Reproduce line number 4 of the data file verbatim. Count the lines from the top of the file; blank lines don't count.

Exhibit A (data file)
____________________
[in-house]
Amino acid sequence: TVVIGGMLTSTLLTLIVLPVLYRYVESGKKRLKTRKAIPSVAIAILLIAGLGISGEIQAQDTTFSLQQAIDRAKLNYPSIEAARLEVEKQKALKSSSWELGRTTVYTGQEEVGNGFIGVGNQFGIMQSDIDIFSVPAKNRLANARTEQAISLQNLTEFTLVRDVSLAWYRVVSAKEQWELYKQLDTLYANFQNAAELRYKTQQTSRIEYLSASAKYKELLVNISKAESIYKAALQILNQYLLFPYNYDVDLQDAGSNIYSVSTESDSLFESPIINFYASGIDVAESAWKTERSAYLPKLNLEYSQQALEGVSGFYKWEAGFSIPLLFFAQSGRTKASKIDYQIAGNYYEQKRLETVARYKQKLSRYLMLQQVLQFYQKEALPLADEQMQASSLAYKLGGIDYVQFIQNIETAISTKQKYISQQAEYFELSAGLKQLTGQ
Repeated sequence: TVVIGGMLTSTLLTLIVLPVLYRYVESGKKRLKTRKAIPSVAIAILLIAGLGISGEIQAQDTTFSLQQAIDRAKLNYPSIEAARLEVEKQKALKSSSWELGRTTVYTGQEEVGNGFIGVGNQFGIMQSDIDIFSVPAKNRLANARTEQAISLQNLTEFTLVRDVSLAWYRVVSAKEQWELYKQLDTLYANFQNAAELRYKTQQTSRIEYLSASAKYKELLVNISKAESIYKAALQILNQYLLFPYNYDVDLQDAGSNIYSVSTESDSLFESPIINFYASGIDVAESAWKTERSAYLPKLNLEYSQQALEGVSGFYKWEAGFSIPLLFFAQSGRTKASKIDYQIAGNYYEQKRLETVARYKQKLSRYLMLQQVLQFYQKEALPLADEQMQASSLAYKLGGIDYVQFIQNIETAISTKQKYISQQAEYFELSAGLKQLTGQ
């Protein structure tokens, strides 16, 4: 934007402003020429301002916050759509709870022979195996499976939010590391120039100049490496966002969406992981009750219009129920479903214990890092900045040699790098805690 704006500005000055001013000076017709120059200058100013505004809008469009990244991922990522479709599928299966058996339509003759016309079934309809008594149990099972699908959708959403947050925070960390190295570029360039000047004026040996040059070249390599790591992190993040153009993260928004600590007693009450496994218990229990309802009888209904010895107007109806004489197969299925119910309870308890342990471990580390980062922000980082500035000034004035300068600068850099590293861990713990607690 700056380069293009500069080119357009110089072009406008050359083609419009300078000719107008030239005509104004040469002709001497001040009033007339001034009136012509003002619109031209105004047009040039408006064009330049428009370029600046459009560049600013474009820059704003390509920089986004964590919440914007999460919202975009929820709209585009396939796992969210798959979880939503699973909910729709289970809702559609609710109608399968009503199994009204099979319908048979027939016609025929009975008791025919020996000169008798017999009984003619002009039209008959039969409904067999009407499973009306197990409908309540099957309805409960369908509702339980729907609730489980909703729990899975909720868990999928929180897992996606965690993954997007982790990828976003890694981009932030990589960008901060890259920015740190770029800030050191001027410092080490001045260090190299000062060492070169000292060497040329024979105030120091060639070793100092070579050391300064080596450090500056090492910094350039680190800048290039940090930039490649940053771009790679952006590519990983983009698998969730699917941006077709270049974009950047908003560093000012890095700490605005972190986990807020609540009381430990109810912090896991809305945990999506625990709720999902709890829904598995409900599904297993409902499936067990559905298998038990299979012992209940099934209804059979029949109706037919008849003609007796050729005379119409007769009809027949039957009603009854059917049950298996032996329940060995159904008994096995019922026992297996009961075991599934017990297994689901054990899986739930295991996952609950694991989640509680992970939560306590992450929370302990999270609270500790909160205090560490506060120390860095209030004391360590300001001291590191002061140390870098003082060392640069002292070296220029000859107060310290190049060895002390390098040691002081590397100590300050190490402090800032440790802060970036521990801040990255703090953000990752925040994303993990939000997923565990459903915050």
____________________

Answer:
């Protein structure tokens, strides 16, 4: 934007402003020429301002916050759509709870022979195996499976939010590391120039100049490496966002969406992981009750219009129920479903214990890092900045040699790098805690 704006500005000055001013000076017709120059200058100013505004809008469009990244991922990522479709599928299966058996339509003759016309079934309809008594149990099972699908959708959403947050925070960390190295570029360039000047004026040996040059070249390599790591992190993040153009993260928004600590007693009450496994218990229990309802009888209904010895107007109806004489197969299925119910309870308890342990471990580390980062922000980082500035000034004035300068600068850099590293861990713990607690 700056380069293009500069080119357009110089072009406008050359083609419009300078000719107008030239005509104004040469002709001497001040009033007339001034009136012509003002619109031209105004047009040039408006064009330049428009370029600046459009560049600013474009820059704003390509920089986004964590919440914007999460919202975009929820709209585009396939796992969210798959979880939503699973909910729709289970809702559609609710109608399968009503199994009204099979319908048979027939016609025929009975008791025919020996000169008798017999009984003619002009039209008959039969409904067999009407499973009306197990409908309540099957309805409960369908509702339980729907609730489980909703729990899975909720868990999928929180897992996606965690993954997007982790990828976003890694981009932030990589960008901060890259920015740190770029800030050191001027410092080490001045260090190299000062060492070169000292060497040329024979105030120091060639070793100092070579050391300064080596450090500056090492910094350039680190800048290039940090930039490649940053771009790679952006590519990983983009698998969730699917941006077709270049974009950047908003560093000012890095700490605005972190986990807020609540009381430990109810912090896991809305945990999506625990709720999902709890829904598995409900599904297993409902499936067990559905298998038990299979012992209940099934209804059979029949109706037919008849003609007796050729005379119409007769009809027949039957009603009854059917049950298996032996329940060995159904008994096995019922026992297996009961075991599934017990297994689901054990899986739930295991996952609950694991989640509680992970939560306590992450929370302990999270609270500790909160205090560490506060120390860095209030004391360590300001001291590191002061140390870098003082060392640069002292070296220029000859107060310290190049060895002390390098040691002081590397100590300050190490402090800032440790802060970036521990801040990255703090953000990752925040994303993990939000997923565990459903915050």